My Old Job
It was dark, and I could barely see the crowd of perhaps 30 or 35 people sitting in chairs in an establishment in Waikiki. My name had just been called, and I was poised, ready to speak, when one of those darkened figures yelled out to me, “Hey, Mister Rogers.”
Big mistake. He should have waited. Now I had to take him out. Like the character of Kreese in the original Karate Kid film, I was thinking, “No mercy.” And much like the brutish karate students in that film, I would have to sweep the leg — at least, metaphorically speaking.
I assume you are wondering what I’m painting these word pictures about. A low-rent professional wrestling event? Boxing match? Underground fight club?
No, I am writing about the first time I did stand-up comedy.
That unknown man who called me “Mister Rogers” made the mistake of trying to heckle me before I said anything — before I even got the microphone out of the stand. It felt a little like we were gunslingers facing off in some Western in that brief moment. So, without having time to think of a reply, I “drew” — I reacted by telling him, “Oh yeah? Well, welcome to my neighborhood.”
The audience burst out in yells and applause. I had vanquished my foe and the townsfolk liked it. I then proceeded to tell my three-minute allotment of jokes. They laughed at most of them, and I said my good-nights and left the stage.
That was the beginning of what would become 10 years of performing stand-up throughout Honolulu and a few times on the West Coast.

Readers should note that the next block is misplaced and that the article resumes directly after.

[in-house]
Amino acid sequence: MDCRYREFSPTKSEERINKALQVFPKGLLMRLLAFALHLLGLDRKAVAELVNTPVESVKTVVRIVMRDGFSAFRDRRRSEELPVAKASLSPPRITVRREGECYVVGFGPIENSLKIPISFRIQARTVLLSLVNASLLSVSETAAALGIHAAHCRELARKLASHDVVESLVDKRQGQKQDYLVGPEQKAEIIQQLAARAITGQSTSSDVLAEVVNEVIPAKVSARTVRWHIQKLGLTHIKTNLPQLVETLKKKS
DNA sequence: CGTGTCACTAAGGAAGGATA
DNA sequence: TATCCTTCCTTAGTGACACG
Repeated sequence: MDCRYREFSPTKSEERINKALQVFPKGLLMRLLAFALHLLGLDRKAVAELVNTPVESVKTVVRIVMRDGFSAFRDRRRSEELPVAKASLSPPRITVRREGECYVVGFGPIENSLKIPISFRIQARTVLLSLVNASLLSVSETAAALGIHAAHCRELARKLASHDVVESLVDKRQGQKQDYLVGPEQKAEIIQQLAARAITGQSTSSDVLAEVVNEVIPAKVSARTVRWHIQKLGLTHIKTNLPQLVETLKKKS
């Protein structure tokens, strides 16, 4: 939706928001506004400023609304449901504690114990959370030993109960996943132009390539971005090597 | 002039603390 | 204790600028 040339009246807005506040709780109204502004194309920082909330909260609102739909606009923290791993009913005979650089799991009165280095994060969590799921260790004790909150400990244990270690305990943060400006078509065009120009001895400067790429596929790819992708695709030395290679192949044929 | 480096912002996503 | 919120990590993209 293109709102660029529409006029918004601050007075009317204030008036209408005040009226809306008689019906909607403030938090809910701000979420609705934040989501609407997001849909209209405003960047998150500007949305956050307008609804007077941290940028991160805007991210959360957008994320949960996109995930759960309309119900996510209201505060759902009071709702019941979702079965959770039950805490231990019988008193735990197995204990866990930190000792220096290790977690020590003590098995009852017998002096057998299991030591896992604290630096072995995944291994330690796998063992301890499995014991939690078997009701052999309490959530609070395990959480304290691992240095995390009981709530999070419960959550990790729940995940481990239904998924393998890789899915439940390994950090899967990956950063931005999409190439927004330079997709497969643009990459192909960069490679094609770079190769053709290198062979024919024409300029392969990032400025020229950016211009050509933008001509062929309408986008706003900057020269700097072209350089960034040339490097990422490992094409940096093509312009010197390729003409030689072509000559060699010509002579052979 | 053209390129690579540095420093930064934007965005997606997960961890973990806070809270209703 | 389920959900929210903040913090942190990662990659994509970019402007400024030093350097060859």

I had done stand-up in comedy clubs and nightclubs throughout the years, and wound up being what is called an “alternative comedian.” My venues got more interesting — I once performed in a small art gallery downtown, once did a show for high school kids and even did time telling jokes at a party at UHManoa.
Why did I give it up? Less money, more politics. I had a career and never saw comedy as a replacement. Also, the comedy scene changed in Honolulu, and the environment became less fun: Comedians seemed to be angry and bitter with each other over the flimsiest of reasons. It was more reality show than comedy show.
I’m fine with being an ex-comic. I don’t get people on the street asking me to make them laugh anymore. I had a wise-ass response to that: Anytime anyone found out I was a comic and demanded I tell them a joke, I would simply reply, “OK — a joke,” and walk away.
I miss that.
Albert Lanier is a freelance writer, journalist and ghost writer. He can be reached at email@example.com and at Facebook, Twitter and Google+.
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